We find that DNA replication follows two strategies: slow, ordered replication associated with transcriptional activity, and rapid, unstructured, “random” replication of silent chromatin on the inactive X chromosome and the autosomes. The two strategies coexist int he same cell, yet are segregated in space and time.
Genome-scale neurogenetics: methodology and meaning.
McCarroll SA, Feng G, Hyman SE.
(Nature Neuroscience, 2014)
Genetic analysis is currently offering glimpses into molecular mechanisms underlying such neuropsychiatric disorders as schizophrenia, bipolar disorder and autism. After years of frustration, success in identifying disease-associated DNA sequence variation has followed from new genomic technologies, new genome data resources, and global collaborations that could achieve the scale necessary to find the genes underlying highly polygenic disorders. Here we describe early results from genome-scale studies of large numbers of subjects and the emerging significance of these results for neurobiology.
Mapping the human reference genome’s missing sequence by three-way admixture in Latino genomes
Genovese G, Handsaker RE, Li H, Kenny EE, McCarroll SA.
(American Journal of Human Genetics, 2013)
We show that data from Latino genomes can be used to map a substantial fraction of the human genome’s remaining unmapped sequence.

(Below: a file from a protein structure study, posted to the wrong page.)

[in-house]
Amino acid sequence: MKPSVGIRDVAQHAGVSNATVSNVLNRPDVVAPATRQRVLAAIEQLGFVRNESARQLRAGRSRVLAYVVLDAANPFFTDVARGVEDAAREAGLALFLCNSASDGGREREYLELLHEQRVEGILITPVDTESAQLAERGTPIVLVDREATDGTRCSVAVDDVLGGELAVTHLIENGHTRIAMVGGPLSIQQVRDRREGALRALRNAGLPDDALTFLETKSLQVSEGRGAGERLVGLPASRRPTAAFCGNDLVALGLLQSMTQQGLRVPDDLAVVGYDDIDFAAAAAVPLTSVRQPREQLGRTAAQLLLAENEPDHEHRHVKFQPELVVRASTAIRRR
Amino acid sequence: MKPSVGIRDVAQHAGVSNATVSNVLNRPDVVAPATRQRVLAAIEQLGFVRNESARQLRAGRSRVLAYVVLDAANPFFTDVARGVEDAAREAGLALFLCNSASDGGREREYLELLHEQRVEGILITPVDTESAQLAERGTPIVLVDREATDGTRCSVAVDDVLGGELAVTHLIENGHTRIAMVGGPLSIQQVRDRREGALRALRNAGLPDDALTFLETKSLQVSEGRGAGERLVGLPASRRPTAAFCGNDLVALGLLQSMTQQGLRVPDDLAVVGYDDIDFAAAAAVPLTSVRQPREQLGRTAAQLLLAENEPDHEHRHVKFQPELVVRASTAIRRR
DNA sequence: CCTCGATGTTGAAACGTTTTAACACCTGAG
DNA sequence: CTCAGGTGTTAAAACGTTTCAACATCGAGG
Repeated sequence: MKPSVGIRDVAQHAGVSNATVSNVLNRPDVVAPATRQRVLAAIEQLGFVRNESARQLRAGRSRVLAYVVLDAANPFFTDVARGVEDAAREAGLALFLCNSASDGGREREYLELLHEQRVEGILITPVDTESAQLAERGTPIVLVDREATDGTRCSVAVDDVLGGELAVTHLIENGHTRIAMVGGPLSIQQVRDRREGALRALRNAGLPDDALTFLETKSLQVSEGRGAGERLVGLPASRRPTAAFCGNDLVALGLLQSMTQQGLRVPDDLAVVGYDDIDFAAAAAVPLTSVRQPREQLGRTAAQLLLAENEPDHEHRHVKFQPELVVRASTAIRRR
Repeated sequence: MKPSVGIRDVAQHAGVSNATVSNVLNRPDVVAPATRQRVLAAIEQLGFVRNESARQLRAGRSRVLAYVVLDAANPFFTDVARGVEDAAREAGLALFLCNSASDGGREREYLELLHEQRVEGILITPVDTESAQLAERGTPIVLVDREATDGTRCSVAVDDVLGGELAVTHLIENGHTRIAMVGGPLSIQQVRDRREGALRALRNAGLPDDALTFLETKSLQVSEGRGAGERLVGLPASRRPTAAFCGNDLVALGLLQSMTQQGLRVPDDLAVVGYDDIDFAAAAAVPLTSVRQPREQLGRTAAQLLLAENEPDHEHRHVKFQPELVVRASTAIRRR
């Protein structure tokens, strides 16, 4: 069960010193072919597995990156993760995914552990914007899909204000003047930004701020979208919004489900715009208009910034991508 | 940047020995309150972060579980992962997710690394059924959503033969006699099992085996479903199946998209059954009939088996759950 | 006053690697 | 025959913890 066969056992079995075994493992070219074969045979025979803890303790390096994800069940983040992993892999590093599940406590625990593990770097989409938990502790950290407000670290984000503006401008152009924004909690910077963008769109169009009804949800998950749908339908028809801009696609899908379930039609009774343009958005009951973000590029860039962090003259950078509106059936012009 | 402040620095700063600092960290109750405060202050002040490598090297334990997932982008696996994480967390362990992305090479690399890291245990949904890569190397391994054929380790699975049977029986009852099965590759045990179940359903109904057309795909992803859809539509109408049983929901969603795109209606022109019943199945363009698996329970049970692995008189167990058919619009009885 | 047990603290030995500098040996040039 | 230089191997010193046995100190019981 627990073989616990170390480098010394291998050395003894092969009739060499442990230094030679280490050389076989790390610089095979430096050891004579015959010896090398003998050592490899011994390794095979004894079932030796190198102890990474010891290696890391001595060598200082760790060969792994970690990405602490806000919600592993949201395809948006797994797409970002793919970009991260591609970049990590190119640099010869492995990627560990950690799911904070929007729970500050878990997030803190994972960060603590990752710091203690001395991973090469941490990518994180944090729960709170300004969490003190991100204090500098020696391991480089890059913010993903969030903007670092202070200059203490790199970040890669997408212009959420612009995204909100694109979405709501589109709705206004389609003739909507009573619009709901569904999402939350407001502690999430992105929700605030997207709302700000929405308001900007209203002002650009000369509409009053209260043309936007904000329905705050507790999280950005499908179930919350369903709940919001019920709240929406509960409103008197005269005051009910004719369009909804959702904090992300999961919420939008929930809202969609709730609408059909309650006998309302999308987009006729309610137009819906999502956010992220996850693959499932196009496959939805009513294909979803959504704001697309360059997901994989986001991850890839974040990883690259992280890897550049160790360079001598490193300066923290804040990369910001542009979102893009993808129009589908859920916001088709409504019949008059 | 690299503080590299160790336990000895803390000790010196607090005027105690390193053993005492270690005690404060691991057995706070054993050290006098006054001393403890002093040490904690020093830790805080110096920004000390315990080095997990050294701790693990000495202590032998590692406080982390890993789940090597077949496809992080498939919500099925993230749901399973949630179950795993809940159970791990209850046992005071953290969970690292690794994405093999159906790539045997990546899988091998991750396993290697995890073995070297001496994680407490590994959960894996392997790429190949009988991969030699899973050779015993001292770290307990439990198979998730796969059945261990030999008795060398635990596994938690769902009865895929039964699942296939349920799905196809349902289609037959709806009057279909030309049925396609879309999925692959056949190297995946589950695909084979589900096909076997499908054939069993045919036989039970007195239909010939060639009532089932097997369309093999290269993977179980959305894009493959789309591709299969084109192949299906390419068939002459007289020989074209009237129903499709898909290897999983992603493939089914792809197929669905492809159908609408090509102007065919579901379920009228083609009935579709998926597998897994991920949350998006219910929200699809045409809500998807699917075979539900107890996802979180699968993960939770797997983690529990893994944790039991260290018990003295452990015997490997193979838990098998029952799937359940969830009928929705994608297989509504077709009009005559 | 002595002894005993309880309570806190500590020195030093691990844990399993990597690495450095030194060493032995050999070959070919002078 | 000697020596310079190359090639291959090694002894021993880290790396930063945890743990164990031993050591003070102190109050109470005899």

Using population admixture to help complete maps of the human genome
Genovese G, Handsaker RE, Li H, Altemose N, Lindgren AM, Chambert K, Pasaniuc B, Price AL, Reich D, Morton CC, Pollak MR, Wilson JG, McCarroll SA.
(Nature Genetics, 2013)
We describe a way to map the human genome’s “missing pieces” – tens of megabases of apparently human genome sequence that had no home on maps of the human genome – by using mathematical patterns in the sequence variation that is present in admixed populations such as African Americans. Surprisingly, we find that much of this sequence has been hiding in and around the centromeres of human chromosomes.
Of rats and men [Review Article]
Patil CK, McCarroll SA.
The selective breeding of rats as physiological, behavioral, and disease models generated a wealth of variation relevant to the genetics of complex traits.
Progress in the genetics of polygenic brain disorders: significant new challenges for neurobiology [Review Article]
McCarroll SA, Hyman SE.
Advances in genome analysis are making possible successful genetic analyses of polygenic brain disorders. We outline the challenges and opportunities for neurobiology that lie ahead.
Our fallen genomes [Review Article]
Macosko EZ, McCarroll SA.
Few human conceits are as relentlessly undermined by science as humans’ naïve assumptions about our own perfection. Charles Darwin abolished one such set of assumptions by showing that “inferior creations” are man’s evolutionary cousins. However, Darwin’s theory of evolution ultimately abetted a modern conceit—that the genomes in our cells are highly optimized end products of evolution.
Exploring the variation within [Review Article]
Macoscko EZ, McCarroll SA.
(Nature Genetics, 2012)